A researcher from Duke University has a new explanation of why these endless days of childhood seem to last so much longer than they are now: physics.
According to Adrian Bejan, J.A. Professor Jones of Duke's mechanical engineering, this apparent time gap can be attributed to the ever-slower speed at which images are obtained and processed by the human brain as the body ages.
The theory was published online March 18 in the newspaper European Review.
"People are often amazed at how much they remember days that seemed to last forever in their youth," Bejan said. "It's not that their experiences were much deeper or more significant, but simply that they were dealt with in rapid fire."
Bejan attributes this phenomenon to physical changes in the aging human body. As tangled networks of nerves and neurons mature, their size and complexity grow, leading to longer signal paths. As these paths begin to age, they also degrade, providing increased resistance to the flow of electrical signals.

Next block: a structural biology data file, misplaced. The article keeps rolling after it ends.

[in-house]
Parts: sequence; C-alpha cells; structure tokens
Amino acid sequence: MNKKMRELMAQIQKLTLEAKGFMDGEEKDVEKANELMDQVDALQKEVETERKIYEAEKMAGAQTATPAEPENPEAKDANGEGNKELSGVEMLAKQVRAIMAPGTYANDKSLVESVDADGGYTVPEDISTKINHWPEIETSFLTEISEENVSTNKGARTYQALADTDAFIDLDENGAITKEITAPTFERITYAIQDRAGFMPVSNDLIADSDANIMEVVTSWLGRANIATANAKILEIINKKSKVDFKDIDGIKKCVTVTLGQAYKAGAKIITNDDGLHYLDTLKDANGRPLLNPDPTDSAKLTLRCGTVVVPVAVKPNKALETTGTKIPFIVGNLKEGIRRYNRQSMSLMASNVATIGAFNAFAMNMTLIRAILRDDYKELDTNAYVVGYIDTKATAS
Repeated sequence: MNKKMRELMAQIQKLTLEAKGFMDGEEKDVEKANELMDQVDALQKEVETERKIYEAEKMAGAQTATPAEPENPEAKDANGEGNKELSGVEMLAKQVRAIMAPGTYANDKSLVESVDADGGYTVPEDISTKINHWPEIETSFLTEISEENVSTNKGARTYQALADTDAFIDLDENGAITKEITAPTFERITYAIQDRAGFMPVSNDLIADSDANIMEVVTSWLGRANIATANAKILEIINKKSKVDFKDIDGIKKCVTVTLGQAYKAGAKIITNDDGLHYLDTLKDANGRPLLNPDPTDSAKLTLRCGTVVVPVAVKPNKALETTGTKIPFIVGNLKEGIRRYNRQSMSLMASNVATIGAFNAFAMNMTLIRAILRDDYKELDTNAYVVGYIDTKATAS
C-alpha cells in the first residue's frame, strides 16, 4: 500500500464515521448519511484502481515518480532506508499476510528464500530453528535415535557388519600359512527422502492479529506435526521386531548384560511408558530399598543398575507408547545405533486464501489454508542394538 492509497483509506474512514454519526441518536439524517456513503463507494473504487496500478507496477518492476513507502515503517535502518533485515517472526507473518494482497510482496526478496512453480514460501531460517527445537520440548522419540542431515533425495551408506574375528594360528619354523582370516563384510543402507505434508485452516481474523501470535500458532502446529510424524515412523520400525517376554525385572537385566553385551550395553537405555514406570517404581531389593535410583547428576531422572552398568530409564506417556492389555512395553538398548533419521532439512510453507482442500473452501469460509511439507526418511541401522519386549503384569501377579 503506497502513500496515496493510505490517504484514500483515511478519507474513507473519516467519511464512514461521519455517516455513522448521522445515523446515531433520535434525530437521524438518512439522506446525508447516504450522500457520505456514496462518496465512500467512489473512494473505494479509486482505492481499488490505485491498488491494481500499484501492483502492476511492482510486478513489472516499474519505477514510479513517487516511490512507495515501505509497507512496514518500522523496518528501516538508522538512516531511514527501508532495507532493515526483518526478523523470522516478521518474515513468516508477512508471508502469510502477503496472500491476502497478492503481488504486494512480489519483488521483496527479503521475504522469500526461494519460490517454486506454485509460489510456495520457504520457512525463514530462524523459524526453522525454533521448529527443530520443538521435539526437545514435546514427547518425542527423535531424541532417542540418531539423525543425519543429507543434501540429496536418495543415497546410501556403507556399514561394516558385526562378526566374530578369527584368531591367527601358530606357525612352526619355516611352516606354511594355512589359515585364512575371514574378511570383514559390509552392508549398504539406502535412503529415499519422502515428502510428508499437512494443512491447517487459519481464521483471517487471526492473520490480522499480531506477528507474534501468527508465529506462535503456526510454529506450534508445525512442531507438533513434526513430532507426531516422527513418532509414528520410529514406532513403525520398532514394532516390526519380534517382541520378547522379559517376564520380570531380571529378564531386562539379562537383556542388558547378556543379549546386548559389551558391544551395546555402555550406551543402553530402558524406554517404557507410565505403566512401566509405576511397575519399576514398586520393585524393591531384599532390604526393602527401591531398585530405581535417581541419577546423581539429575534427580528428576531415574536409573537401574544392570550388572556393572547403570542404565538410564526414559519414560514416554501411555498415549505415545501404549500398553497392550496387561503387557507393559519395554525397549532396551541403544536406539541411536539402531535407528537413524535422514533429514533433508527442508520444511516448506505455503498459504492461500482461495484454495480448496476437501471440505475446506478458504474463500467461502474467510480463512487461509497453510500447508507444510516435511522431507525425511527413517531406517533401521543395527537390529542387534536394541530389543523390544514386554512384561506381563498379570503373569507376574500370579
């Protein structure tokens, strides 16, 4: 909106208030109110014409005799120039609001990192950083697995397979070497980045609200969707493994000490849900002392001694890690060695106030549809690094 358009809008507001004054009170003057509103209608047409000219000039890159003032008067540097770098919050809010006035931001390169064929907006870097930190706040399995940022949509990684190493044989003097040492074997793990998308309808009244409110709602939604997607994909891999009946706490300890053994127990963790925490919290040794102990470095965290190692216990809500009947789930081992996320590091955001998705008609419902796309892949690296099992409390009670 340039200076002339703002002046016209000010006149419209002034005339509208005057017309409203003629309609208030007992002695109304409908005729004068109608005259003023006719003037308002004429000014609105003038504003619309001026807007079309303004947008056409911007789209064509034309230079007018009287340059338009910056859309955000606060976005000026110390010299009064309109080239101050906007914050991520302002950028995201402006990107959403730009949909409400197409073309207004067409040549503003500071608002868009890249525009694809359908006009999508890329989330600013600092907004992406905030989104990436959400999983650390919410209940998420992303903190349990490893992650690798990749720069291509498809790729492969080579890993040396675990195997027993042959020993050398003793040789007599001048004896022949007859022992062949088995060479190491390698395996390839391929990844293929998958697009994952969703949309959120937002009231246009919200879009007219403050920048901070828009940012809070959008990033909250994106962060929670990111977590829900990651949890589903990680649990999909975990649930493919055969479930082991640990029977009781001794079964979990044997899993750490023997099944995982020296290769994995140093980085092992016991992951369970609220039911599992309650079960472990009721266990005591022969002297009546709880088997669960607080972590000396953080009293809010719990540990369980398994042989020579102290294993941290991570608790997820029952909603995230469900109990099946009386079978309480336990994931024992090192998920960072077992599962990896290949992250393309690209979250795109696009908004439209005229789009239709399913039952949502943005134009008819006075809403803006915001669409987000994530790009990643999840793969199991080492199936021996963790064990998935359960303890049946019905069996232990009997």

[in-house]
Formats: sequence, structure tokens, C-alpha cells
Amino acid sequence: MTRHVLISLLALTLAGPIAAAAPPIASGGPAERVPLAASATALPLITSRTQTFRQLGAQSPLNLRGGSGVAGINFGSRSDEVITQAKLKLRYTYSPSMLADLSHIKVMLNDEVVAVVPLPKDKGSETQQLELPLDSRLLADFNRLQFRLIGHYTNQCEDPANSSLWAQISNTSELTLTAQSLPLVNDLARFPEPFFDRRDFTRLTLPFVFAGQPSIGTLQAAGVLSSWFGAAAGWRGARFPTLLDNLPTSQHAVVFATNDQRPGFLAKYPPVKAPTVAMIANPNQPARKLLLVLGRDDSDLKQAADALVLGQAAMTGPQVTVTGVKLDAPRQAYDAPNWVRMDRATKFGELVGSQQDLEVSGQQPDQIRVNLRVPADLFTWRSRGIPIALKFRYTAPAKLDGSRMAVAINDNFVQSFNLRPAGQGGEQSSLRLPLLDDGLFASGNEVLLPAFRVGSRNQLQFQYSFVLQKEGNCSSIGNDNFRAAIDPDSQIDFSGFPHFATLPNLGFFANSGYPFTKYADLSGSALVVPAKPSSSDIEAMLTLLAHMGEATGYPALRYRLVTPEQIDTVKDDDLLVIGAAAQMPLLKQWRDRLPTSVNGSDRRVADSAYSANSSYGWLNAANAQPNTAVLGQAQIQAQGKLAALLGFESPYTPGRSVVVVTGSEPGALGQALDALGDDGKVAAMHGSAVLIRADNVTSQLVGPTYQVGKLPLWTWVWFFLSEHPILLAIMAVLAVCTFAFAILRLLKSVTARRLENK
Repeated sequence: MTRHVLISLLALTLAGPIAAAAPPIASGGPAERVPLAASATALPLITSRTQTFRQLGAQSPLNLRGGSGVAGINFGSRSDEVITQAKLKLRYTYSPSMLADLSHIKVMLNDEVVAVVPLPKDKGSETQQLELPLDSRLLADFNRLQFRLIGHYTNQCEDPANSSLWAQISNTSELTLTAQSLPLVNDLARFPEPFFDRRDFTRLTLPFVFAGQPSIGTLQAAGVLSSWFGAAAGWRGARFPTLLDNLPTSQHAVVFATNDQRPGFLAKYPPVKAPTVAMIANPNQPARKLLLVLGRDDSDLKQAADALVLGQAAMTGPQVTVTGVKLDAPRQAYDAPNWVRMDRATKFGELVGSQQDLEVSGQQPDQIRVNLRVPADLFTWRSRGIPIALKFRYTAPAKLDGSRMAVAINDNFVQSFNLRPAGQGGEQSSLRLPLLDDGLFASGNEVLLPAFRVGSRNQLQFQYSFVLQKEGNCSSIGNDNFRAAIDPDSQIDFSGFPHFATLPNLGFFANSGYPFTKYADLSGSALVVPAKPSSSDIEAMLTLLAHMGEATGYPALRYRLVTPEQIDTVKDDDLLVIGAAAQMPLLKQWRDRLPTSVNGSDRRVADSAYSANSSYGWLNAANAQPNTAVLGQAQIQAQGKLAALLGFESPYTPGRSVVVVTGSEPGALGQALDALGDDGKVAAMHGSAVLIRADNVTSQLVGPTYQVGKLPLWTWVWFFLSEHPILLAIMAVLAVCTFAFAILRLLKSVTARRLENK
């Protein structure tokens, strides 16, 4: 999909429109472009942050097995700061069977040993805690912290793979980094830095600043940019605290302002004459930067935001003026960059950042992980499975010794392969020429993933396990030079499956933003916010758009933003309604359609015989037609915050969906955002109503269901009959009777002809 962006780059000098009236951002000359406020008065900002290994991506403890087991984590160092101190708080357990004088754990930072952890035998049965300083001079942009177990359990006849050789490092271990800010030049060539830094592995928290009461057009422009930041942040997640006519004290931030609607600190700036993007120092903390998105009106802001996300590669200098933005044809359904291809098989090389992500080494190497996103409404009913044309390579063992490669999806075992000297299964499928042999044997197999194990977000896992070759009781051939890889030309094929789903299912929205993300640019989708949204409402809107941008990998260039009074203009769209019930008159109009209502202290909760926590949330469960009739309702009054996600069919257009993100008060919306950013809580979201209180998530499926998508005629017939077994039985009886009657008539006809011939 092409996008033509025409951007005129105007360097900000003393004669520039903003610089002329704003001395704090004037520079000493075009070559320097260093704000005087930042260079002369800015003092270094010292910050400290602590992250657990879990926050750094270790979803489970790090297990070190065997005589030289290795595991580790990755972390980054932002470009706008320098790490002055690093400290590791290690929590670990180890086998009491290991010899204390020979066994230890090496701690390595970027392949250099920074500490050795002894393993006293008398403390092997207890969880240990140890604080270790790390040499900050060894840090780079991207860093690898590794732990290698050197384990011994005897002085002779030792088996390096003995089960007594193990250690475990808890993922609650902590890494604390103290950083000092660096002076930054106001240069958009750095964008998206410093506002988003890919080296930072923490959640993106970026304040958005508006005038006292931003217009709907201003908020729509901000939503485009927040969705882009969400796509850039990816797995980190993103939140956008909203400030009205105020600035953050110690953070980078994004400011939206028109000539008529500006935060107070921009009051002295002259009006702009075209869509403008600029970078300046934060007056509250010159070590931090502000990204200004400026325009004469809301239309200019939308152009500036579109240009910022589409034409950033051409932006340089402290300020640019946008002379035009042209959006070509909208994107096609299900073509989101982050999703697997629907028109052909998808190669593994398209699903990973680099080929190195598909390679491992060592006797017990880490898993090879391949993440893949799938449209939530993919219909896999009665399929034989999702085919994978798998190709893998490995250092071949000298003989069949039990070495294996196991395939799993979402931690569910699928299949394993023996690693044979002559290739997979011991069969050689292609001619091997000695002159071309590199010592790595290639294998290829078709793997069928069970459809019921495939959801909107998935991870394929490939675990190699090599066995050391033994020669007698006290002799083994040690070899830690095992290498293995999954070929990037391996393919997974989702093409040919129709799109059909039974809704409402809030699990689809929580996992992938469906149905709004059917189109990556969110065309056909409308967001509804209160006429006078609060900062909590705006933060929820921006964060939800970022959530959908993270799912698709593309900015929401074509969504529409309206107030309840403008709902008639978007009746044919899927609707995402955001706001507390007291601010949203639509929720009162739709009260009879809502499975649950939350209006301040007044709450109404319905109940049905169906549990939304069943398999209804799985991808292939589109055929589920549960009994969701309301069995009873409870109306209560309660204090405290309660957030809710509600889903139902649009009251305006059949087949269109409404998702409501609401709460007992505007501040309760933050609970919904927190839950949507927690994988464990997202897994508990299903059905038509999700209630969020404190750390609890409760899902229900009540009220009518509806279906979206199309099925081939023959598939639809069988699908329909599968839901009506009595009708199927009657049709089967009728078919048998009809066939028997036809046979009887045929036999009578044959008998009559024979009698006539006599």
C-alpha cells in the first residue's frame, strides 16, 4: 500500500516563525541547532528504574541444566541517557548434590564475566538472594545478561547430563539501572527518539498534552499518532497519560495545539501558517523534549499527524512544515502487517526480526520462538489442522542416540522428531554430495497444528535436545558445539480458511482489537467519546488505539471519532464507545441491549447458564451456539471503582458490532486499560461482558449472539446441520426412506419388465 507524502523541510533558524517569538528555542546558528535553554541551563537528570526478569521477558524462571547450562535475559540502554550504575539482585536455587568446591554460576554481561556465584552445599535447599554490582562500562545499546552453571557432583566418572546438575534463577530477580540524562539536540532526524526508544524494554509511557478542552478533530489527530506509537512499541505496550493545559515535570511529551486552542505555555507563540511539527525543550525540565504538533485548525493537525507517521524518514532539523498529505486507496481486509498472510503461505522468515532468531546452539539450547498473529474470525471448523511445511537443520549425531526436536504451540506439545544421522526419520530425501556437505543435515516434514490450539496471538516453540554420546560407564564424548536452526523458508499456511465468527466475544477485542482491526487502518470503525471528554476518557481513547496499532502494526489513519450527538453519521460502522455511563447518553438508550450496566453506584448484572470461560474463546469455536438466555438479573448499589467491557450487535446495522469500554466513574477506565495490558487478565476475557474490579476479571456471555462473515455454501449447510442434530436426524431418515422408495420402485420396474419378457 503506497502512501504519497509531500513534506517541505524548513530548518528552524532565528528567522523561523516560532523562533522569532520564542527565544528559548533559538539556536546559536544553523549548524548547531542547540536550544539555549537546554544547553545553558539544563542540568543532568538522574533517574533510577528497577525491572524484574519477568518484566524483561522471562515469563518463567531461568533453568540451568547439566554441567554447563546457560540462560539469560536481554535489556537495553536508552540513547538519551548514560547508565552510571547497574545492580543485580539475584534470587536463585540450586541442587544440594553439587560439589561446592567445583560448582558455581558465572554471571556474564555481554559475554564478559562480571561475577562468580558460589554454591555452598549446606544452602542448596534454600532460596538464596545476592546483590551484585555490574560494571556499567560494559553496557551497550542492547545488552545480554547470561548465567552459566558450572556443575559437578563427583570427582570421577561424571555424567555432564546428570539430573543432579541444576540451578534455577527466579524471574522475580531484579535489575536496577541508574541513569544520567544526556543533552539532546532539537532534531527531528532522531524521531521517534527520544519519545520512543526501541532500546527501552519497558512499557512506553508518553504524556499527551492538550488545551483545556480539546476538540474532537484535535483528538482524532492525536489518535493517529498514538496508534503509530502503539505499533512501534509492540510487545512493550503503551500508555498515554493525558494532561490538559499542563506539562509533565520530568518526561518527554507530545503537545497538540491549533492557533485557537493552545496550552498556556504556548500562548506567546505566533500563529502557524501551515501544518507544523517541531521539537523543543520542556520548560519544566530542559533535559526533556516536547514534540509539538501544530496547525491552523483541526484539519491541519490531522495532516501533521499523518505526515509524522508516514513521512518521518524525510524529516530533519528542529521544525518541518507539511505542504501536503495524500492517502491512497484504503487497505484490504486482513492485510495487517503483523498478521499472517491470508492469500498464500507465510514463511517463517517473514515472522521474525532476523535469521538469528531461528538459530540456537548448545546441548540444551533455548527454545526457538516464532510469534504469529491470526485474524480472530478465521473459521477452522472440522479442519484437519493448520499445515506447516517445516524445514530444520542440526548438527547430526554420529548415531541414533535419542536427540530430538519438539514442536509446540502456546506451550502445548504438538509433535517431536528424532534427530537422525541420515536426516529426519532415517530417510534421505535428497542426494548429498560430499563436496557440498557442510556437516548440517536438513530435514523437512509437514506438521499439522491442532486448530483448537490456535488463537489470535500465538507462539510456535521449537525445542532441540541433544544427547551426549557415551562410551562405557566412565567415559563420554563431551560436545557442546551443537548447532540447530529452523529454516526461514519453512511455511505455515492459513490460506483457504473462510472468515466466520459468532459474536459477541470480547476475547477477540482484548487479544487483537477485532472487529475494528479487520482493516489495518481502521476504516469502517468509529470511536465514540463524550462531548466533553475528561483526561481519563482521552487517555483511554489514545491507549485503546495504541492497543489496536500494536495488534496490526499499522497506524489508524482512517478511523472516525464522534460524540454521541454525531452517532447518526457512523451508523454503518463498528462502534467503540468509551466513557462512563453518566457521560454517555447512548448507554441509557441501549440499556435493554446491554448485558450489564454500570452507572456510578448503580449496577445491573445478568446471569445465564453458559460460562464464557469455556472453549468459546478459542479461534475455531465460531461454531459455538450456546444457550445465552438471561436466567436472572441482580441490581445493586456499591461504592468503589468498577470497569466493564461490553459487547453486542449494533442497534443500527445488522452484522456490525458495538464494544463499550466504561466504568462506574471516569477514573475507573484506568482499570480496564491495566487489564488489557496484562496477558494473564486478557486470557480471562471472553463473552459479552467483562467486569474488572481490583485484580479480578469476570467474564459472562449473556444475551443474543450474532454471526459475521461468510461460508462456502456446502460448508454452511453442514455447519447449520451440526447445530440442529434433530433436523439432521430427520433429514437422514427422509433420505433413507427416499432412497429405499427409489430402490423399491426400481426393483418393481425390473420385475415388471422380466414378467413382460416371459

These phenomena make sure that the rate of acquisition and treatment of new mental images decreases with age. This is evidenced by the frequency with which the eyes of infants move compared to those of adults, said Bejan – because infants process images faster than adults, their eyes move more often, acquiring and incorporating more images. ; information.
The end result being that, as older people display fewer new images in the same amount of time, it seems to them that time passes faster.
"The human spirit feels time change as perceived images change," said Bejan. "The present is different from the past because the mental vision has changed, not because the clock of somebody rings." The days seemed to last longer in your youth because the younger spirit gets more and more. 39 images during a day that the same spirit in old age. "
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